One thing that has continuously astounded me is products (in the automotive context) that overstay their welcome. What do I mean by that? On average, a car's product lifecycle ranges from 4 to 8 years, so any car (or product) that does not adhere to this rule, can be considered an oddity.
Of course, there has been oddities that had unusually long lifecycles through the years. For example, the seventh-generation Mitsubishi Lancer (10 years) and the Toyota Land Cruiser 200 (also 10 years, a successor has just been announced). In a Malaysian context, we have the Perodua Alza, which has been with us since 2009, and we're halfway through 2021.
Yes, we are anticipating the Alza's DNGA-platformed successor (codenamed D27A). As we wait, here are some features/improvements we think will make the all-new Perodua Alza a compelling, irresistable buy. Let's jump in.
Also read: Why Perodua isn’t replacing the Alza yet
A better, more modern powertrain
Let's not beat around the bush, the 3SZ-VE 1.5-litre, 4-cylinder (104 PS, 136 Nm) engine is not awful by any standards, but it's not cutting-edge stuff either. Paired to a 4-speed torque converter automatic (I deplore those things), the 7-seater feels every bit as pedestrian as the numbers suggest. And it needs to ferry seven!
Sure, power and torque outputs isn't the be all, end all in this segment of the market, but I am of the opinion that the incoming Alza could do with some turbocharged grunt. Better still, Perodua already have such a turbocharged powerplant, the 1KR-VE 1.0-litre, 3-cylinder (98 PS, 140 Nm) unit pulling duty in the Perodua Ativa.
Paired with the D-CVT transmission (also from the Ativa), I am almost certain that this will make running about in the all-new Alza a more effortless affair. On paper, there is not much output difference, but the Ativa's 140 Nm of peak torque is made at 2,400 rpm. The current Alza? 136 Nm at 4,400 rpm. From my experience in the Ativa, this makes it so much more driveable.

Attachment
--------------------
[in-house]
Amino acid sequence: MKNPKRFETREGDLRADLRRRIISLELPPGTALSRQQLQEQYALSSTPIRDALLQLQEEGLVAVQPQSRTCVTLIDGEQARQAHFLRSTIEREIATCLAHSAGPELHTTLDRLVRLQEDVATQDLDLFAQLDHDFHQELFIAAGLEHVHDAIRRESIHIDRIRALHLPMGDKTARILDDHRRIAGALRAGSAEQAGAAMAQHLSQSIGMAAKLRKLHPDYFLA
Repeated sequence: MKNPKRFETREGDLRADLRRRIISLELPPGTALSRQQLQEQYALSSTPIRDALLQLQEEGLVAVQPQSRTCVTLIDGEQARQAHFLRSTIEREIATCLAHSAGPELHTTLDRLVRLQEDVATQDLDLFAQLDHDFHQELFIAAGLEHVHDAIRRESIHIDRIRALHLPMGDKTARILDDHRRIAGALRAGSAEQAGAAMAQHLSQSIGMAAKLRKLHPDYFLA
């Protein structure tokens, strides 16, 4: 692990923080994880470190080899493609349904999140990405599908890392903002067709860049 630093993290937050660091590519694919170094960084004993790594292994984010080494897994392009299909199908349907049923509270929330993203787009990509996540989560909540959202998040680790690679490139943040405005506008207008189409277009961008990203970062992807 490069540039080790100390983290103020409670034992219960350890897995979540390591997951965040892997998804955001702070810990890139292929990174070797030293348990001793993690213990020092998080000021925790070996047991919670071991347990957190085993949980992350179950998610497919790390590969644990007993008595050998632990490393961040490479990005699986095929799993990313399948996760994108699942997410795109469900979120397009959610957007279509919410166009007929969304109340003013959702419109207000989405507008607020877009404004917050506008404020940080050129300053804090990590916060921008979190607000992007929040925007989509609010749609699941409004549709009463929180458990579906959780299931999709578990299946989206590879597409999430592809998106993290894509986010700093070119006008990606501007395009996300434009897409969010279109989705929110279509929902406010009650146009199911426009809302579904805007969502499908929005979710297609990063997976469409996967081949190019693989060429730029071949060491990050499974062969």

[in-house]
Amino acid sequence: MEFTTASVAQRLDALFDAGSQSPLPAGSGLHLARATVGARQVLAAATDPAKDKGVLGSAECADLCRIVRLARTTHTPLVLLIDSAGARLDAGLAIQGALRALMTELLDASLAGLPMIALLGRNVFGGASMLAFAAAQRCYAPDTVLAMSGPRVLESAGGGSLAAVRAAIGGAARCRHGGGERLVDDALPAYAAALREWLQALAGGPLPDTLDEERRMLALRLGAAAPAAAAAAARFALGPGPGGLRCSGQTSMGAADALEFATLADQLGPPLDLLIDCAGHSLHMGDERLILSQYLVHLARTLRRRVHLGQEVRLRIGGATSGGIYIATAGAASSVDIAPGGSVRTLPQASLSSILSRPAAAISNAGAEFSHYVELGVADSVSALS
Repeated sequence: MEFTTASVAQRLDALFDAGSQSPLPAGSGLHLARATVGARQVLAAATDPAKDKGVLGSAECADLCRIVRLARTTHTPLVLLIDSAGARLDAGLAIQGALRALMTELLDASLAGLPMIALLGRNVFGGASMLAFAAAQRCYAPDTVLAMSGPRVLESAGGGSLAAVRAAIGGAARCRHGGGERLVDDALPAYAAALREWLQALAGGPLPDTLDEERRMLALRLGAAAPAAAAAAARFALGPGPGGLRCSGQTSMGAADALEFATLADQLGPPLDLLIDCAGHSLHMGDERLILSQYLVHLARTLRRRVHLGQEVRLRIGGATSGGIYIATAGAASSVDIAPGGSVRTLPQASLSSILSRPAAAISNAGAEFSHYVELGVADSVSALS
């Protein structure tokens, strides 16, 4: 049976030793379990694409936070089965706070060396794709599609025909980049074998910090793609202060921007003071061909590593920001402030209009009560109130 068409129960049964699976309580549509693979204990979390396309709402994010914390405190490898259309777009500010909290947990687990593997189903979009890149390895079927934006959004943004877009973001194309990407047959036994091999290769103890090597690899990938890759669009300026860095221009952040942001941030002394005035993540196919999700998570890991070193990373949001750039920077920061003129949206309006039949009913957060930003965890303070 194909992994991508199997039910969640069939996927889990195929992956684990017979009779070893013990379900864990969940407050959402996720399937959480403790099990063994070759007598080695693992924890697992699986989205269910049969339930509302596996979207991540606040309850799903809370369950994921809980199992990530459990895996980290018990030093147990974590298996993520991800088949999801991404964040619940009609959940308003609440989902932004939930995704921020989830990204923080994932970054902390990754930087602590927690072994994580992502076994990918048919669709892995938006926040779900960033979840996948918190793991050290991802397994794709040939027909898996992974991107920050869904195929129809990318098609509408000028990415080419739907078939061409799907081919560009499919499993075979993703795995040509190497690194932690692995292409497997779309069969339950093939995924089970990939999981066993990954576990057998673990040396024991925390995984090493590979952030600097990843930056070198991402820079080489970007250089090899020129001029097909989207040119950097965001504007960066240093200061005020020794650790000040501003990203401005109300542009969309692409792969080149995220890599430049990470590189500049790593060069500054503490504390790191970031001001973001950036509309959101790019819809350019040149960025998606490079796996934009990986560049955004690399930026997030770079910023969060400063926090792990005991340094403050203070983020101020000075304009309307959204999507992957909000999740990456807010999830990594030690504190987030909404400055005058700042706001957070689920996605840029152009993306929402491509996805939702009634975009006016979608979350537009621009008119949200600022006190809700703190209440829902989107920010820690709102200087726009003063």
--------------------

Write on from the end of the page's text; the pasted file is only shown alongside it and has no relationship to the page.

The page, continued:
A keyless and dignified way to enter/exit the car
Another non-negotiable feature that the all-new Alza needs is definitely keyless entry and ignition. I get it, this feature wasn't compulsory in 2009, but more than a decade on, almost every car comes with it.
Even Perodua's most affordable cars, the Axia and Bezza, comes with such a feature, so there's simply no excuse for the Alza's successor to not leave the factory gates with it. While Perodua's at it, perhaps it's also another opportunity to right another minor gripe I have with the keyless system in current Peroduas: they're only on the driver's door.
This is one thing I always found a little annoying, and undignified, being unable to keylessly unlock the car away from the driver's door. It's 2021! That being said, I have always commended Perodua for democratising technology for the masses: keyless entry & ignition, LED headlights and even ADAS. Speaking of which....
More comprehensive safety features and ADAS
The current Alza boasts of a generous airbag count of two, plus it comes equipped with the mother of all safety inventions, ABS. And..... that's pretty much it. Oh wait, there's ISOFIX anchors. No traction control, no stability control, no ADAS of any sort. How is this car still on sale?
So, how can the successor do better? Well, it's not hard, is it? Start with a full array of airbags (front, side, and curtain), then add stability and traction control, finish off with Smart Drive Assist (Perodua's ADAS system) that's currently on the Ativa.
Think about it: a Perodua Alza, equipped with all the safety and ADAS technology that was previously the reserve of much more expensive vehicles. Doesn't that sound extremely compelling?
You don't have to be a genius to deduce that the outgoing Perodua Alza needs to be put out of its misery, fast. That you can still buy one new is pretty astounding to me, because who on earth would walk into a showroom with a straight face, and say they'd like to have one? That would be madder than prescribing warm water to cure Covid-19.
Despite that, I have every faith that Perodua will churn out an all-new Alza that will be day-and-night better than what is being served up currently. Heck, I'll say this much: if the Alza gets all the goodies mentioned above, it will be a winner.
You don't have to look far to see how having such features has worked out for the Perodua Ativa. It's no exaggeration to say that it has been a hit from launch till now. With a similar - but improved, the Kaizen way - recipe, I don't see why the all-new Perodua Alza can't follow in a similar vein. Watch this space.